Download Introduction to Chance Models (Section 1.1) Introduction A key step

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Alternative Values for Probability of Success
(adapted from Chapter 1 Investigation)
Background: A legendary story on college campuses concerns two students who miss a
chemistry exam because of excessive partying but blame their absence on a flat tire. The
professor allowed them to take a make-up exam, and he sent them to separate rooms to take it.
The first question, worth five points, was quite easy. The second question, worth ninety-five
points, asked: Which tire was it?
Wednesday we collected data from you, asking which of the four tires you would pick if you
were caught in this situation (and had to make up a tire on the spot). For some reason, I
conjecture that college students appear to have a tendency to pick the
tire. You will
use these data to conduct a test of whether the sample data provide convincing evidence that
this tire is picked more often than we would expect if the four tires were picked equally often
(purely at random).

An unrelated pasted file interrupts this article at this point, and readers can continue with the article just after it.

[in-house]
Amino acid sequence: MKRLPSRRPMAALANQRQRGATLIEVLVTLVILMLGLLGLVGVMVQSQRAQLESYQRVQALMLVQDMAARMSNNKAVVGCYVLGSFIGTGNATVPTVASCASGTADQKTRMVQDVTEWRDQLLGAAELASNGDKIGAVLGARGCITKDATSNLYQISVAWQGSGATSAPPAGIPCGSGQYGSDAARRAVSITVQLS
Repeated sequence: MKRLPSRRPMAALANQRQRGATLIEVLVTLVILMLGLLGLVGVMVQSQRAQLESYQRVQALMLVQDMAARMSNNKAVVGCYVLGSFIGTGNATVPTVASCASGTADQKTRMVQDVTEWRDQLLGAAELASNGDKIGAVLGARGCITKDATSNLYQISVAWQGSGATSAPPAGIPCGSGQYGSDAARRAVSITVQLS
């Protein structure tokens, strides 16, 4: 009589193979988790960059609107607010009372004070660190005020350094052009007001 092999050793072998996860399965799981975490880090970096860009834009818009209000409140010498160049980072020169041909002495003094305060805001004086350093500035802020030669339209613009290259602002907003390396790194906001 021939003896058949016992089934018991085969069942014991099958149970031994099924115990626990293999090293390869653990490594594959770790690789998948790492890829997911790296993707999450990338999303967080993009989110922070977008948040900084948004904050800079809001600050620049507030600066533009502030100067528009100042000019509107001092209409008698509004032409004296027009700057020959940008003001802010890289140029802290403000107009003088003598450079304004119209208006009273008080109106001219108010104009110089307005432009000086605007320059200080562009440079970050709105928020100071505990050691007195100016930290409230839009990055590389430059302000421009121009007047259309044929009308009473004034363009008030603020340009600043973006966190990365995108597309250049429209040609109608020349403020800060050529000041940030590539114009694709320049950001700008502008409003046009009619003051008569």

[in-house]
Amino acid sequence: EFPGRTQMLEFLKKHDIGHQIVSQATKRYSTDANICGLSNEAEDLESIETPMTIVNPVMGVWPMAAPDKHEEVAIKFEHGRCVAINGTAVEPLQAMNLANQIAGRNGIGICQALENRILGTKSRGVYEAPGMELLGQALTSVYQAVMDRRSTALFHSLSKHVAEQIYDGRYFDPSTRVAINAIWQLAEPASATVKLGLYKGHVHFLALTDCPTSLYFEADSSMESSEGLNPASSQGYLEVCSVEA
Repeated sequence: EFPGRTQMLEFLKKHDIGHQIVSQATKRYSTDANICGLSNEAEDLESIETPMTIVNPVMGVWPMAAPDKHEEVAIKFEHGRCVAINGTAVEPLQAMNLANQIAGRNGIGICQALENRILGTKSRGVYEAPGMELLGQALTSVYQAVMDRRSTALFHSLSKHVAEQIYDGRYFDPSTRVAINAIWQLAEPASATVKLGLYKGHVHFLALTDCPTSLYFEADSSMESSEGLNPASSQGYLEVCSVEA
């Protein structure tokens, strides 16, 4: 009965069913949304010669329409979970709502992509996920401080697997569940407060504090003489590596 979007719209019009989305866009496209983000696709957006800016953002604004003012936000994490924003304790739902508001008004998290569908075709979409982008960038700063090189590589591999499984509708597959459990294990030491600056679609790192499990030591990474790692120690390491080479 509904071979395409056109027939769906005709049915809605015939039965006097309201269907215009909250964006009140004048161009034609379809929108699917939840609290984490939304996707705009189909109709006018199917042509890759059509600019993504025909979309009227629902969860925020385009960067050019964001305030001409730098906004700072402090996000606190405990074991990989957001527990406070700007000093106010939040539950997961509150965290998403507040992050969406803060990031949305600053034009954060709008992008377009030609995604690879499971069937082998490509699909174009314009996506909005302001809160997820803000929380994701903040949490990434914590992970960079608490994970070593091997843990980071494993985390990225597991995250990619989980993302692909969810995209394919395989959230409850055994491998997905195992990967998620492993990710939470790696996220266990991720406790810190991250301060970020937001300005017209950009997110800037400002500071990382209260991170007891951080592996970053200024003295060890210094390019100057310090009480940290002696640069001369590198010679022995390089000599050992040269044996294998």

Step 1: Ask a research question
(a) Identify the research conjecture.
Step 2: Design a study and collect data
(b) What are the observational units?
(c) What is the variable that is measured/recorded on each observational unit? (Hint: State as a
binary variable.)
(d) Describe the parameter of interest in words.
(e) State the null and alternative hypotheses to be tested.
Null hypothesis (H0) >>
Alternative hypothesis (Ha) >>
Step 3: Explore the data
Fill in the tallies of your responses.
Front left
Front right
Back left
Back right
(f) Calculate the observed statistic: What proportion of students selected the left front tire? How
many students participated? (Include the symbols you would use to represent these value
(copy and paste one of these symbols below: p̂ , 𝜋, 𝑥̅ , 𝜇, 𝜎, s, n)
June 27, 2014
MAA PREP workshop